RAC corner is on its way in with lines being climbed yesterday up the line of least resistance at around scottish 2. The exciting pillar at the base is yet to form and the top step should probably be avoided in its current state, however there are apparently interesting mixed options on either side.

Crag-Y-Llyn is rumored to be coming in slowly, with views from afar.

I will be out tomorrow exploring the torpantau situation followed by a jaunt up the north face and a trundle over to RAC corner for some ice bouldering. Will report back with photos.

Please keep conditions reports coming in people! It looks to be warming up again by saturday evening so if you want out; out now!

Wednesday, 1 February 2012

Ice Ice Baby

So isn't this exciting. The first bucket test of the year is a success....

The bucket test being - when I leave a bucket outside my back door overnight, full of water, and find it in the morning full of ice - chances are it's a bit on the chilly side up in the mountains.

Talk abounds all over the forums and facebook at the moment of people hoping gullies will be in condition and wondering what knarl they can go at towards the later stages of these week. So perhaps time for a few pointers...

There is snow on Pen-y-Fan, there is snow in the gullies, it is powdery.

Simple snow facts, lesson one...

Snow falls as unconsolidated powder, this of course means that all gullies are slosh fests, and although on occasion fun, they're not really 'in' condition. Unfortunately, the Gods do not bless us enough to allow Neve to fall from the heavens. Not that we ever really have true Neve in South Wales. But really, for gullies such as those on the North Face of Pen-y-Fan to come into condition, we need a bit of freeze thaw, to allow the snow crystals to melt and then rebond as a more compact and solid snowpack. Unfortunately, this freeze thaw rarely happens in South Wales, and the snow is unlikely to stay there long enough for it to compress and establish itself through gravity alone. Whilst it is true that the daytime sub zero's and the overnight drops on the high ground do lead to a nice crunchy solid crust, this is highly unlikely to be stable enough to climb on so much as fall through. Gop.

The gullies of South Wales and Frozen Turf...

So, the gullies and ridge routes of South Wales (such as central gully and central rib on PyF) are still regularly climbable in winter conditions. From snow lesson number one you'll appreciate that the snow is not often in condition however the advantage comes from the fact that these routes are primarily frozen turf choss fests. Which is in fact a lot more fun than it sounds. Problem at the moment is likely to be that the turf underneath the snow may not be frozen. Because the snow came quite suddenly, after a period of mild weather, it is possible that it will have insulated the ground before it had chance to thoroughly freeze, leading to only partially frozen turf. That said, much of the steeper sections in the gullies struggle to cling on to snow, especially on the few mixed steps in central gully, meaning exposed turf will by this point almost certainly be frozen. Thumbs Up! Watch out for those delicate patches of vegetation and un-bonded rock, however. Although specific to North Wales, tootle over to the BMC website and check out there new white is right guide, for some tips and pointers about how to protect the winter environment.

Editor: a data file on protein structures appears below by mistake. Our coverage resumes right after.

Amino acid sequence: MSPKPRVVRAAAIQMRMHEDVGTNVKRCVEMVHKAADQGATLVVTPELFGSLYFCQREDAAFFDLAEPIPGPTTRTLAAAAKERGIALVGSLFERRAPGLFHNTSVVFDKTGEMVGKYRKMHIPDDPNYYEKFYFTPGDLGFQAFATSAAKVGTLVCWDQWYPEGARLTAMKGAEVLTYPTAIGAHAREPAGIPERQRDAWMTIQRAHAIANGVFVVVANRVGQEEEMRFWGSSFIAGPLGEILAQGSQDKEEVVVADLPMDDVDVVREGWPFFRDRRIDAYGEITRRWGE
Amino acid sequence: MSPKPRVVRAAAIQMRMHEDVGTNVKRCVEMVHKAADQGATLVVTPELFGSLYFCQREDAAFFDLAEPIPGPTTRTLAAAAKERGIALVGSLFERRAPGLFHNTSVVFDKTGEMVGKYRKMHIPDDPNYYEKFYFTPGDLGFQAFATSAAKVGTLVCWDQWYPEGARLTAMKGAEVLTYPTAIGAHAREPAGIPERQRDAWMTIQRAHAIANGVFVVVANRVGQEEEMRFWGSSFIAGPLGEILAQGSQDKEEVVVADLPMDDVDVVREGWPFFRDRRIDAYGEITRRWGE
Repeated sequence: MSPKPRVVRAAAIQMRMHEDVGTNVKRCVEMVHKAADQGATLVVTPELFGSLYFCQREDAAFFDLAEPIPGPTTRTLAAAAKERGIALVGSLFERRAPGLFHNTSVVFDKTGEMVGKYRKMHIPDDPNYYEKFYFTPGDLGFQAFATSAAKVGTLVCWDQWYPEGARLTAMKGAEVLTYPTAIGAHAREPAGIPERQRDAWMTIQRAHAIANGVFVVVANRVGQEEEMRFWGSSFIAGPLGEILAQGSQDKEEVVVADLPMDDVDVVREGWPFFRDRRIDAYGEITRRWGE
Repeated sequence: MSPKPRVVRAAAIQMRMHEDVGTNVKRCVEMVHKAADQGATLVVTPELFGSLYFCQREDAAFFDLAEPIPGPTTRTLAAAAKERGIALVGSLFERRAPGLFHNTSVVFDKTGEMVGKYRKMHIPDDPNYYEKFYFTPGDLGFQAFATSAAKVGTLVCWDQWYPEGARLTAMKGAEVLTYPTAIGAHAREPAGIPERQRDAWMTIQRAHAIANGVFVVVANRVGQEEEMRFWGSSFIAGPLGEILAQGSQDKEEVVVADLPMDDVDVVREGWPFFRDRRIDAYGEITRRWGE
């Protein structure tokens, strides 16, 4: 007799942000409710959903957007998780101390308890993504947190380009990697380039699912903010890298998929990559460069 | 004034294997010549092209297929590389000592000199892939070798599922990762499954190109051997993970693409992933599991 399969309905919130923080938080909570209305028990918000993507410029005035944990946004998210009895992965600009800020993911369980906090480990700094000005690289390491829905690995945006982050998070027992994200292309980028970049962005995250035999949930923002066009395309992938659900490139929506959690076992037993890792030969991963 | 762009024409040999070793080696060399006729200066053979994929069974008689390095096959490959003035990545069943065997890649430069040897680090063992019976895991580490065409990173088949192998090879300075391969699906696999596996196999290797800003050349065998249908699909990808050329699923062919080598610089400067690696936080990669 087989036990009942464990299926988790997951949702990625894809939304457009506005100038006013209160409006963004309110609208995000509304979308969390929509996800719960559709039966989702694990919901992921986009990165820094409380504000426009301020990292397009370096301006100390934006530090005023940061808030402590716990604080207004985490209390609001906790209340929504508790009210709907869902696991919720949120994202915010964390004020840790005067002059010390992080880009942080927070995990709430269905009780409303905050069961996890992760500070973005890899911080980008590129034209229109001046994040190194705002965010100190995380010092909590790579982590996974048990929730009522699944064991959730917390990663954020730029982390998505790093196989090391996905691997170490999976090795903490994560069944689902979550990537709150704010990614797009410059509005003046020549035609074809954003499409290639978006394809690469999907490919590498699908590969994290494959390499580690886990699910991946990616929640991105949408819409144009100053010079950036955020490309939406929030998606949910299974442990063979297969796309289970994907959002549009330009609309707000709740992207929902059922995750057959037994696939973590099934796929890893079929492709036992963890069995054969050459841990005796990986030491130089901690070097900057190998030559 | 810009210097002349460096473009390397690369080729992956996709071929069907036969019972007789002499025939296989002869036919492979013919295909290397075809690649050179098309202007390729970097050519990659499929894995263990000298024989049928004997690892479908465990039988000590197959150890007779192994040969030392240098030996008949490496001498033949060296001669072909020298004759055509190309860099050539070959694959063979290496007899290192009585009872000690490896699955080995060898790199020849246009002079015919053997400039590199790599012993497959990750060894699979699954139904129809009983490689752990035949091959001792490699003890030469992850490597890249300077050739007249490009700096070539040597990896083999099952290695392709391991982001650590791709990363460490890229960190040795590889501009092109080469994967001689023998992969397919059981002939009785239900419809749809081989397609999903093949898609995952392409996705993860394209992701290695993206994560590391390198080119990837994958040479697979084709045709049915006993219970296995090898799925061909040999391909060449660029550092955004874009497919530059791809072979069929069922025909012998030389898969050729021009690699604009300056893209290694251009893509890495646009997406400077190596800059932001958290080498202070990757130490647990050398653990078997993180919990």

Rime! on the headwall

For the more seasoned amongst us who fancy a bit of excitement on the headwall of Pen-Y-Fan, the good news is that when it's cold and there is snow and moisture blowing about in the air, the headwall very very quickly comes into climbable condition. Thanks to the prevailing north easterlies over the park the headwall gets blasted with all manner of sticky icy frozen water stuff which builds up a nice layer of axe attracting rime. So go out and have some fun kids!

Ice - the real good news!

Water ice, in South Wales?! Yes thats right. There are a number of waterfalls in south wales that come into condition after a good cold snap - usually around 5-7 days of sub zero temperatures. If you follow the temperature of Merthyr, and chop off a few degrees, that's usually a good indicator as to what it's been like up at the storey arms. Most notable of these falls are RAC Corner or Craig-y-Fro, just past the Storey Arms and up on the hillside, Roadside easy ice cragging that is very popular and usually takes around 5 days to form into a climbable condition. Previous winters have seen it offer some interesting variations including a short but sweet WI3 pillar at the bottom and a short vertical section to top out with some fun little steps in between. Best of all is Torpantau, the jewel in South Wales water ice crown, 2-3 pitches of steep, steppy, mushroomed scottish 3, pure ice. After a week of sub zero it's usually fat enough to take long screws and give a fantastic outing. Take plenty of screws though and a couple of bulldogs, as rock protection is scarce and there have been a number of accidents or near misses.

PLEASE REMEMBER - Water Ice is delicate. Don't hack it up and smash it up, taking out large chunks and pillars, and leave it in as best condition as you can for the next ascent. Due to them being the most southerly of winter climbs in the UK, they get a lot of traffic from Wales and abroad.

Have fun out there kids! And stay safe!